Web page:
Xoloitzcuintli dog Xoloitzcuintli dog
Xoloitzcuintli dog
Xoloitzcuintli dog
Xoloitzcuintli dog


Xoloitzcuintli Temperament

Calm and loyal, the __"Xolo" tends to display a strong, primitive pack instinct and desire to guard what they consider to be their territory. An excellent watch dog, they will certainly let you know when strangers approach. It is important that owners are aware that this dog has a high predatory drive which can make it dangerous to have around smaller dogs and household pets. The Xolo can be trained, but it is recommended that training begin early. This is a dependent breed, preferring to be around its people whenever possible; they do not do well when kenneled or left in the backyard alone. Though this dog is good with children, it is best with those that are older.

Xoloitzcuintli Upkeep

There is little upkeep for this breed. It is important that owners of the hairless variety take care to insure that their dogs do not spend long periods of time unprotected in the sun, and that they do not get too cold. The hairless Xolo must also be bathed every two weeks in order to remove dirt and oil build up that can cause painful and irritating skin conditions. Coated dogs should be brushed weekly. Owners should be aware that a bored Xolo will dig under or climb over fencing so it can get away and explore.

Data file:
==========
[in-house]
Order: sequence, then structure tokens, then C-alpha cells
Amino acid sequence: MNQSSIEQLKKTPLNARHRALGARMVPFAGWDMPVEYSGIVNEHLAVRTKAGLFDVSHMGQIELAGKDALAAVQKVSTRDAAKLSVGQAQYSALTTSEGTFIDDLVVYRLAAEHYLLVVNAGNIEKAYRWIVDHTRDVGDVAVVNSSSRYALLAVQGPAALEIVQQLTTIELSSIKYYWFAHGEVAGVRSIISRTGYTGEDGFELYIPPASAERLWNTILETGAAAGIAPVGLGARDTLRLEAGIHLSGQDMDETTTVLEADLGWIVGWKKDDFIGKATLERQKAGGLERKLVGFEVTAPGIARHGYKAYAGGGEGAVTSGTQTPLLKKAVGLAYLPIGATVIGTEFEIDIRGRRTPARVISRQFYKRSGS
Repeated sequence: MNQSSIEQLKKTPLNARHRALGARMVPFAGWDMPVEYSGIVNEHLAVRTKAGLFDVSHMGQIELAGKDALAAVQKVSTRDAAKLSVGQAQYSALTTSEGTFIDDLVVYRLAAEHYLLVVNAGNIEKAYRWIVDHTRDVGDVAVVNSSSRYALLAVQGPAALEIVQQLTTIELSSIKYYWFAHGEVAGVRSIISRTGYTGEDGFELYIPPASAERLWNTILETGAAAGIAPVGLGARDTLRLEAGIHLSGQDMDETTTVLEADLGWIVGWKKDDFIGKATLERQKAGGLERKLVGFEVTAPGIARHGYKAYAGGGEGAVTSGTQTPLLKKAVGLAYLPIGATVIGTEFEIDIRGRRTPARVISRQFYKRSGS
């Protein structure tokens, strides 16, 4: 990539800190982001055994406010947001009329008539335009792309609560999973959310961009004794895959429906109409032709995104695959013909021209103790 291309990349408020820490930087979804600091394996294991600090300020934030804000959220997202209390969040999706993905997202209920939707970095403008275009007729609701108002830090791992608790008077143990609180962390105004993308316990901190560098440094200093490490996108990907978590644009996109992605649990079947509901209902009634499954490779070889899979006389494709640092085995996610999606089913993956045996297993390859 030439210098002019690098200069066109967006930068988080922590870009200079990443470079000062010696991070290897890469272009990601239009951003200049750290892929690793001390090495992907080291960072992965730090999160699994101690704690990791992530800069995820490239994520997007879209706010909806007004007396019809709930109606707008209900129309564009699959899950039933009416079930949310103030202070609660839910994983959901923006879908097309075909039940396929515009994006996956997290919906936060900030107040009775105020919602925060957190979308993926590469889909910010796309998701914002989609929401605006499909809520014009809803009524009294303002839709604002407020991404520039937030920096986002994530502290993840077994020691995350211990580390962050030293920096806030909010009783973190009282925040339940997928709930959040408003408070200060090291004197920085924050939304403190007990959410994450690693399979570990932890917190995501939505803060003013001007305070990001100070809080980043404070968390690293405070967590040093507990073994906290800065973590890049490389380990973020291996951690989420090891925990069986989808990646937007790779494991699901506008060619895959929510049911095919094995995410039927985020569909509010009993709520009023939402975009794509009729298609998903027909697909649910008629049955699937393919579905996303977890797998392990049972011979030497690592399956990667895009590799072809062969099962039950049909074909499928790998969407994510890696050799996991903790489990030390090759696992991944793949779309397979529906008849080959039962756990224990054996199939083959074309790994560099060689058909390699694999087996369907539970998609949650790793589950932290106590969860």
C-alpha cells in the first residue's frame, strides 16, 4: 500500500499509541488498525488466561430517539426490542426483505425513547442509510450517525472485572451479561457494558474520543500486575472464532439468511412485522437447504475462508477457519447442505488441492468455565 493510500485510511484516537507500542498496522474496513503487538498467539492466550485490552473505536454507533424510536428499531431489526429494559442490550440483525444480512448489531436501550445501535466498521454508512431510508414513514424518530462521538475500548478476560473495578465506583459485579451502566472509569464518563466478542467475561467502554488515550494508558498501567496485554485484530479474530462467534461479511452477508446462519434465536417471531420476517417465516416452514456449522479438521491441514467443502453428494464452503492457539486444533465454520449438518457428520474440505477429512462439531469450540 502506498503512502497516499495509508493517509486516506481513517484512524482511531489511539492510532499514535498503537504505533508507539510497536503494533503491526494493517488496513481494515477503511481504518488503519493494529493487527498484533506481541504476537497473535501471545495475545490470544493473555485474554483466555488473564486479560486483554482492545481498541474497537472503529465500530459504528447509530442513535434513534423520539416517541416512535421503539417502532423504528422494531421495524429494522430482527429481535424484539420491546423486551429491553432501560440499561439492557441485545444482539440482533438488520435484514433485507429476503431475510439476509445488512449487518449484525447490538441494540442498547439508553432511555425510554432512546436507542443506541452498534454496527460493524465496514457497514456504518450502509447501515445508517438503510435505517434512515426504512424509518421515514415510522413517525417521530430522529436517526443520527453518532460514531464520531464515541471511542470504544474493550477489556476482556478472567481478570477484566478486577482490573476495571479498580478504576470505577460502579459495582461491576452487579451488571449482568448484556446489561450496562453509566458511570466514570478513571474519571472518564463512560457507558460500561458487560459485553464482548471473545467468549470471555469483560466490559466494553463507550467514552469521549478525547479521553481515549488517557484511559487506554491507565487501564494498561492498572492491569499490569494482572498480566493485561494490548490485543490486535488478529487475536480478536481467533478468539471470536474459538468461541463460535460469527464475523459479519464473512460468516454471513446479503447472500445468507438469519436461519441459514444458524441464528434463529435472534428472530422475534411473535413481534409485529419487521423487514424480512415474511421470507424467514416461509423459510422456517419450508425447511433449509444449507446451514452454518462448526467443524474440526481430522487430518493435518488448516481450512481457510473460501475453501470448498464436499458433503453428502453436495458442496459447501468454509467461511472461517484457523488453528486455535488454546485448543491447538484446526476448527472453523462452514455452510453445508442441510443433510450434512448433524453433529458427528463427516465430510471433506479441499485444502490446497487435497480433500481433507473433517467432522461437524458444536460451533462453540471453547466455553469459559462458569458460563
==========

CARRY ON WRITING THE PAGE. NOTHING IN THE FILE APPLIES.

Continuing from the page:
Xoloitzcuintli Health

There are no known health concerns for the Xoloitzcuintli; however, it is important that those who own the hairless breed keep and eye out for skin irritation. The hairless breed is prone to skin conditions such as clogged pores and flaking skin that can require special shampoos or bathing.

Xoloitzcuintli History

Revered in ancient Aztec times, the Xoloitzcuintli was believed to help the dead survive passage in the underworld. Indeed, this breed is still believed to be a mystical healer in Mexico and Central America, with many villages believing they ward off everything from asthma to arthritis. This is a dog that can be found in artwork by famous painters such as Diego Rivera and Frida Kahlo and the Xoloitzcuintli is the national dog of Mexico. It was first registered with the AKC in 1887 as the "Mexican Hairless", but original breeding failed as there was no large-scale breeding and little interest. The breed was dropped by the AKC in 1959 but re-accepted in 1996.